Automating frequent tasks

Mail tools

The following tools are used for manipulating mail folders and sending large files through mail.

Count the number of messages in MMDF mail folder

Consider the following script:

   cnt=`grep '^A^A^A^A' $1 |wc -l`
   print $(( cntot = cnt / 2 ))
MMDF stores messages in a folder as continuous ASCII text, delimited at top and bottom by a line containing four <Ctrl>A characters. This script searches for the message delimiters and sets cnt to the number of lines containing delimiters. It then uses the Korn shell arithmetic facility to divide this total by two (because there are twice as many delimiters as messages). Thus, this script prints the number of messages in a MMDF mail folder.

It is not appropriate to use this script on a XENIX-format mail folder.

NOTE: To enter the <Ctrl>A characters in the script using vi, press <Ctrl>V then <Ctrl>A for each character.

Print the header lines of every message in a folder

The following short script searches the files named by its positional parameters for lines beginning with the string ``Subject:''.

   grep "^Subject:" $*|cut -c9-7
Mail headers consist of a series of lines beginning with keywords, like this:
The subject lines are printed through a pipe to cut, which chops out and prints only character positions 9 through 71 on each line (thus removing the string ``Subject:'' and truncating long lines).

Note that this script makes no allowances for mail messages that contain other (quoted) messages without indentation. To do this, it would be necessary to write a longer script. (Hint: The end of a mail message is indicated by two lines containing four <Ctrl>A characters each. Valid mail messages can have only one ``Subject:'' line. A better script would search for the first occurrence of a ``Subject'' line following a sequence of ``^A^A^A^A''.) Note also that the ``Subject:'' line is not mandatory, so this script will miss messages that lack a subject line altogether.

Mail a large file, in pieces

Note that the line numbers in this example are not part of the script, but are provided for clarity: script, but are provided for clarity:

1 :	#! /bin/ksh
2 :	#
3 :	#----- blocksize*80 is the maximum size of each chunk created
4 :	#
5 :	blocksize=512
6 :	#
7 :	#----- perform sanity checks on input
8 :	#
9 :	case $# in
10 :	2)	: break
11 :		;;
12 :	*)	echo "
13 :	
14 :		$0 <user> <file>
15 :	
16 :		compress, uuencode, split into 1000 line chunks and mail
17 :		<file> to <user>.
18 :	
19 :		This script is used to send large files (greater than
20 :		32KB) via email. <user> must be a valid mail address;
21 :		On completion, chunk will send a status report to you
22 :		via email.
23 :		"
24 :	
25 :		exit 2	
26 :		;;
27 :	esac
28 :	#
29 :	#--------- test for a valid file -----------
30 :	#
31 :	target=$2
32 :	user=$1
33 :	
34 :	[ -s "$target" -a -r "$target" ] || {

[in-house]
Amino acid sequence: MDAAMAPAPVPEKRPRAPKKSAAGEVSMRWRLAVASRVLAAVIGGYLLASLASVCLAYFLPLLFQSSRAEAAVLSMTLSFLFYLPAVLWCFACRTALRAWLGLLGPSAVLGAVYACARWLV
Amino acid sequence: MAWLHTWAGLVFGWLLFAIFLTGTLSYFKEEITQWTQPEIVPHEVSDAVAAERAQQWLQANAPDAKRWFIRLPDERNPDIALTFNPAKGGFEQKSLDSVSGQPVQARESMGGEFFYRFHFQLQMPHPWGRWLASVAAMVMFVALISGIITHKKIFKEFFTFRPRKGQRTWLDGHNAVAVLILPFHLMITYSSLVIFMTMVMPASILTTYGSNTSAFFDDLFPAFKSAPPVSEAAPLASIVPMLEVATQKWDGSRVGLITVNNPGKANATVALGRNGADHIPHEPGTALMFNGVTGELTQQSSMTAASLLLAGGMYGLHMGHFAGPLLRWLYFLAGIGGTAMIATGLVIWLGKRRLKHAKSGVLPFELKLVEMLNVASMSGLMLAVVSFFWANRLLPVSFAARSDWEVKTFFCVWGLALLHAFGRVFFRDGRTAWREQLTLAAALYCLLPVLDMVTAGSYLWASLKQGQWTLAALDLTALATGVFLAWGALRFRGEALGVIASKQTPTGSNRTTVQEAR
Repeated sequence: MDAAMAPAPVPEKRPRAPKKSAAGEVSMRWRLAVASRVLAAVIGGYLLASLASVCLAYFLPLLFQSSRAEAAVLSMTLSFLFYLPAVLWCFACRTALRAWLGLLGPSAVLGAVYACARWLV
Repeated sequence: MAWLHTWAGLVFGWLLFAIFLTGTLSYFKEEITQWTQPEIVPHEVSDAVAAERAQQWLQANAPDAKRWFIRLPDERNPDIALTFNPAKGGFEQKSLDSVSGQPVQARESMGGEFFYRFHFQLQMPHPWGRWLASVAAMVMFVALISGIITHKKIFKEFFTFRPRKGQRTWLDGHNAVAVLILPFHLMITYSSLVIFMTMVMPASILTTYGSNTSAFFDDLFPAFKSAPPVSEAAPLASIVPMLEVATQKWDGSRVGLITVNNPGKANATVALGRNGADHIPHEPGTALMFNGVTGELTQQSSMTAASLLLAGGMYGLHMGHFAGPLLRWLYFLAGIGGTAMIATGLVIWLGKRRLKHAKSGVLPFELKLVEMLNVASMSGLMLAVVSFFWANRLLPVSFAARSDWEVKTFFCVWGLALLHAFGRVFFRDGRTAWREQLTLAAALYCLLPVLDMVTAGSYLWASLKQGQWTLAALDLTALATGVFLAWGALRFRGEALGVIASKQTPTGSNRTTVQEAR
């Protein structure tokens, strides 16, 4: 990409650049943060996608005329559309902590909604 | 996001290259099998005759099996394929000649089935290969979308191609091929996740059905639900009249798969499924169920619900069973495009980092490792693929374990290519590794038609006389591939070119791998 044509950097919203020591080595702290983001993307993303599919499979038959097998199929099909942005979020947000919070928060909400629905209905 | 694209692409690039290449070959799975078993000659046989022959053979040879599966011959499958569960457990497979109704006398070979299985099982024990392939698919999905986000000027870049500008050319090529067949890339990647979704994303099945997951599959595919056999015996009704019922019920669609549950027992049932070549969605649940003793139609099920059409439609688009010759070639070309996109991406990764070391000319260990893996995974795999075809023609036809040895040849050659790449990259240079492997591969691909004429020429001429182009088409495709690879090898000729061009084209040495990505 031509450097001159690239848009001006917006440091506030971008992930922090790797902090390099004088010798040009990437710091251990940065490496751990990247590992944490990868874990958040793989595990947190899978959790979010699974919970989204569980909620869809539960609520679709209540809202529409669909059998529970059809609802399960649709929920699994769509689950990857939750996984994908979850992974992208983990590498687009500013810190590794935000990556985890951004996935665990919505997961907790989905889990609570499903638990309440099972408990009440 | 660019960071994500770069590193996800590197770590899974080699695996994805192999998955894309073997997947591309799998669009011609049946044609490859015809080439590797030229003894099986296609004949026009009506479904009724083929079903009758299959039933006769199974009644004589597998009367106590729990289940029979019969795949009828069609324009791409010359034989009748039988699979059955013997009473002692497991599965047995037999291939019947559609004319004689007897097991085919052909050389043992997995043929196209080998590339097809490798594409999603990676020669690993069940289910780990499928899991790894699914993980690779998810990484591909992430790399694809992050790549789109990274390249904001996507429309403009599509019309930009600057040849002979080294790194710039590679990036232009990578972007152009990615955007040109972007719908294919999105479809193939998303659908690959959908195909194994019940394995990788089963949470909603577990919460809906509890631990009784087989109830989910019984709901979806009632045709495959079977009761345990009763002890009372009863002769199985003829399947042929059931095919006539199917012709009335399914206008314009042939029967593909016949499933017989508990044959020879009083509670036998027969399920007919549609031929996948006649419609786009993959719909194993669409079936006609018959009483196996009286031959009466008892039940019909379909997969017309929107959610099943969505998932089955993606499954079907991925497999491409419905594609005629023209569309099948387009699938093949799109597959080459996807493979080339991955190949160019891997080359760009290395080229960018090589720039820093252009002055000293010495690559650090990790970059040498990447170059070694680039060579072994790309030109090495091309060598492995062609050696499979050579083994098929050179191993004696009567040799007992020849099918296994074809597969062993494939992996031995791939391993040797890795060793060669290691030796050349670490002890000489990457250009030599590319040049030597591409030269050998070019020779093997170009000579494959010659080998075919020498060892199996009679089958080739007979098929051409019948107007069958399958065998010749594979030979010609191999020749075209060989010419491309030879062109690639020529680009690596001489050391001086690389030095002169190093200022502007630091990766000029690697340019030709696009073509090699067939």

35 :		print -- Missing, empty or not readable: $target >&2
36 :		exit 1
37 :	}
38 :	#
39 :	# -------- end of sanity checks ------------
40 :	#
41 :	tmpdir=${TMPDIR:-/u/tmp}/$$
42 :	
43 :	mkdir $tmpdir || exit 1
44 :	compress < $target | uuencode $target | (cd $tmpdir; split -$blocksize)
45 :	cd $tmpdir
46 :	for chunk in *
47 :	do
48 :		mail -s "section $chunk of $target" $user < $chunk &&
49 :			print "Sent section $chunk at"; date
50 :	done 2>&1 | mail -s "Result of sending $target" $user
51 :	cd
52 :	rm -rf $tmpdir

This script (called chunk) takes two arguments; a valid mail address and a filename. Because the consequences of proceeding on the basis of a bad argument list could be messy, some checks are carried out (from lines 9 to 27). The case statement on line 9 tests whether there are too few arguments, and aborts with a usage message if this is the case.

The real work of the script is carried out from lines 41 to 52: target has previously been assigned the name of the file to transmit. The file is compressed, and uuencoded, then piped through split into sequentially named chunks of blocksize lines that are stored in $tmpdir.

Some mail gateways will not handle messages which are more than some arbitrary size; therefore the exact size of the chunks created by this mailer is defined in a single variable which can be adjusted easily.

A for loop now iterates over each chunk and invokes mail. Because the chunks contain no human readable information, it is vital to incorporate the name of each chunk in the message header.

Finally, a record of the transmission is mailed to the recipient, so that they know what to do with the pieces.

To reassemble a file from its component pieces, save the pieces (in order) to a file, edit the file to remove mail headers and blank lines, uudecode the file, and uncompress it. This method can be used to send large files through size-restricted mail gateways.

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SCO OpenServer Release 5.0.7 -- 11 February 2003